Study: Less traffic during COVID-19 pandemic leads to drop in pollution

Paul Kurtz
April 15, 2020 - 10:41 am

PHILADELPHIA (KYW Newsradio) — With so many people staying home during the pandemic, traffic volume on Philadelphia-area roads has dropped significantly. That has led to a big drop in air pollution. 

A city Department of Public Health study found that the amount of nitrogen dioxide, the dirty byproduct of moving vehicles, dropped about 25%, and levels of particulate matter, those tiny pollution particles that can be inhaled, came down 14% in the weeks after the shutdown was implemented on March 17.

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In addition, a comparison of the same three-week period from this year and last showed a 22% drop in nitrogen dioxide levels.

These are the kinds of numbers that give environmental activists hope for a cleaner, safer world.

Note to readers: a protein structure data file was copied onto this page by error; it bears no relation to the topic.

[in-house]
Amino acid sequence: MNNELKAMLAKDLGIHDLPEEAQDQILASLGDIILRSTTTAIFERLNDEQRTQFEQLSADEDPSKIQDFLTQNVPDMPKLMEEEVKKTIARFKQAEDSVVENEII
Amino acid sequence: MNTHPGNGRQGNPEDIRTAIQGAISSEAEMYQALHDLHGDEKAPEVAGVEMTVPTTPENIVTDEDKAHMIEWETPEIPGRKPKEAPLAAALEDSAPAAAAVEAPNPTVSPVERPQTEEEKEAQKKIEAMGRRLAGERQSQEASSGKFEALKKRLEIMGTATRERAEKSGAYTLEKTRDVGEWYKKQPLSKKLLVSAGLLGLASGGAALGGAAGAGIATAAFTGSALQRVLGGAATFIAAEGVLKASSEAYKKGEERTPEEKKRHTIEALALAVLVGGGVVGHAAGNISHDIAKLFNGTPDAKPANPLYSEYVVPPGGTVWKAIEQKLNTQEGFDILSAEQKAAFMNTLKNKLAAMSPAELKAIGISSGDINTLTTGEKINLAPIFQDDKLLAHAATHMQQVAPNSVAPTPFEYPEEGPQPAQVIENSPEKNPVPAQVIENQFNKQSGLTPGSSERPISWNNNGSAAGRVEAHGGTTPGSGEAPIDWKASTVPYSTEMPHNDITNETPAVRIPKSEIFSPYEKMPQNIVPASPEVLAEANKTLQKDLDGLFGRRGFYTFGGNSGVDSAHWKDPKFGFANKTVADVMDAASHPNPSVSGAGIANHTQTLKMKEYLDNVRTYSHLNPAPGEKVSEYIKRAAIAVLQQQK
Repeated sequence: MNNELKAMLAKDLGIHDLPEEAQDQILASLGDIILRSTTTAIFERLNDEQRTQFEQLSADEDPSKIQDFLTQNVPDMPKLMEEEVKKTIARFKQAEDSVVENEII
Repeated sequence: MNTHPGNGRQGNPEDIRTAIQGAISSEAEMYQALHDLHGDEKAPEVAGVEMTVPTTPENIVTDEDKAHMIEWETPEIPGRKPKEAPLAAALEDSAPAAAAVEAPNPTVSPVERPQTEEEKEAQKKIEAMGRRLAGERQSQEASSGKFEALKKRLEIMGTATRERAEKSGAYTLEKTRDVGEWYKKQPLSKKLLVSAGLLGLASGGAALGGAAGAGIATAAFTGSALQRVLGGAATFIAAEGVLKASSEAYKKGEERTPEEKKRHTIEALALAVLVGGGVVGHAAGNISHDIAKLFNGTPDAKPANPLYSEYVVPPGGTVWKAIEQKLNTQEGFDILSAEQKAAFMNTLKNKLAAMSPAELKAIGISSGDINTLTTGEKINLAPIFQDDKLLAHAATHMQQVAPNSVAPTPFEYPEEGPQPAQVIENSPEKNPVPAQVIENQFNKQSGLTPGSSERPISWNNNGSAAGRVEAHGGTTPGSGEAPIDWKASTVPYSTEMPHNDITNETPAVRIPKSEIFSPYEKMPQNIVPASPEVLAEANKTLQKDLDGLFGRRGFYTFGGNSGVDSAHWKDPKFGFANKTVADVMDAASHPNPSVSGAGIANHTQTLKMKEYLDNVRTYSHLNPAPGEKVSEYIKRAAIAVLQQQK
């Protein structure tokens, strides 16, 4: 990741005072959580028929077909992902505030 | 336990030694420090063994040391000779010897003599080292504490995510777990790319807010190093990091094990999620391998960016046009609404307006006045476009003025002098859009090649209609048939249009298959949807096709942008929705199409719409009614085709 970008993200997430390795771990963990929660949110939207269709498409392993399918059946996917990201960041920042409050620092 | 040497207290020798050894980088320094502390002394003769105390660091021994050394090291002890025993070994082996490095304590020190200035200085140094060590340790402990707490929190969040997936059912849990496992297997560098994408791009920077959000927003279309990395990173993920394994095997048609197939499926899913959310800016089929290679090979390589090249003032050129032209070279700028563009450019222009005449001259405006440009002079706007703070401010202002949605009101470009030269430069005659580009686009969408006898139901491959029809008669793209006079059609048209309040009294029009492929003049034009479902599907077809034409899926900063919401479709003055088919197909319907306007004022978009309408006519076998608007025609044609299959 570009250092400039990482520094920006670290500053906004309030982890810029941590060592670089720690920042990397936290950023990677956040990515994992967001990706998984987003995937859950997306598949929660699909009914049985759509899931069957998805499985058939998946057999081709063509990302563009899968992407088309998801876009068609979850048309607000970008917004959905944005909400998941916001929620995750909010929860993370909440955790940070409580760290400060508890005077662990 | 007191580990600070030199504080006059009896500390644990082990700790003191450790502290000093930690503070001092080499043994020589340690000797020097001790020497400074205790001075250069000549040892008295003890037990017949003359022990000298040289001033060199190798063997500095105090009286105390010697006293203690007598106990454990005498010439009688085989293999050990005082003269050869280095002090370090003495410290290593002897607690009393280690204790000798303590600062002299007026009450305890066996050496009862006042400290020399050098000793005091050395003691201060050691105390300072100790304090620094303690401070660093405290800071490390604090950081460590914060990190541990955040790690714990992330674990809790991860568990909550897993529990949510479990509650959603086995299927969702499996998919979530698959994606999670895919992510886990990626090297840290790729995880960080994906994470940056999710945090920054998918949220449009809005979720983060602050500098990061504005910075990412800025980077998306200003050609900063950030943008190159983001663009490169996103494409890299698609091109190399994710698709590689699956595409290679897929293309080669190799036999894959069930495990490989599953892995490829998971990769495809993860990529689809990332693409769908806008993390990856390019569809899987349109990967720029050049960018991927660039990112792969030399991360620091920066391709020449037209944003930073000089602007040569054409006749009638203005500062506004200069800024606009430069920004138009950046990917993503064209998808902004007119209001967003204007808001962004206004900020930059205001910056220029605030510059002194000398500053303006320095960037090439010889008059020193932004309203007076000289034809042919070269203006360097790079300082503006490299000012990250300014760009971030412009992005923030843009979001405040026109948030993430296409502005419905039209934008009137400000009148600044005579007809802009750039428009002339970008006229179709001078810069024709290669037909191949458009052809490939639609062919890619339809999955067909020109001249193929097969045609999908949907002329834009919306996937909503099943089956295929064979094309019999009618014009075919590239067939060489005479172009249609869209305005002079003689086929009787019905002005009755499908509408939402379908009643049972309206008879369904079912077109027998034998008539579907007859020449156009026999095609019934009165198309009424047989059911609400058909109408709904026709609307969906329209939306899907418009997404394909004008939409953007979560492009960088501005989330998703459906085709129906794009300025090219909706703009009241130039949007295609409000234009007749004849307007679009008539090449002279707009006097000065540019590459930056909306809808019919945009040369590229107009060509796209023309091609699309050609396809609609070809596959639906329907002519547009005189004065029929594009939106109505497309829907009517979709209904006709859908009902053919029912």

"These are certainly significant reductions in air pollution," said David Masur, executive director of anti-pollution nonprofit PennEnvironment, "reductions that will mean significant benefits for public health in terms of people who suffer from asthma and other respiratory ailments."

Masur says it’s a simple yet powerful formula: Less traffic on the road equals less pollution.

"In the cities, the predominant pollution source is from the transportation sector, so we would see the reduction and we are seeing it in other big cities like Los Angeles as well," he said.

Masur is calling on city and state officials to find ways to maintain the better air quality when they shut down ends.

”There are a variety of policies at our fingertips that city officials and state officials can tap into to make these type of reductions commonplace," he said. 

He says lawmakers should expand the region's walking and bike infrastructure and encourage broader support of electric vehicles.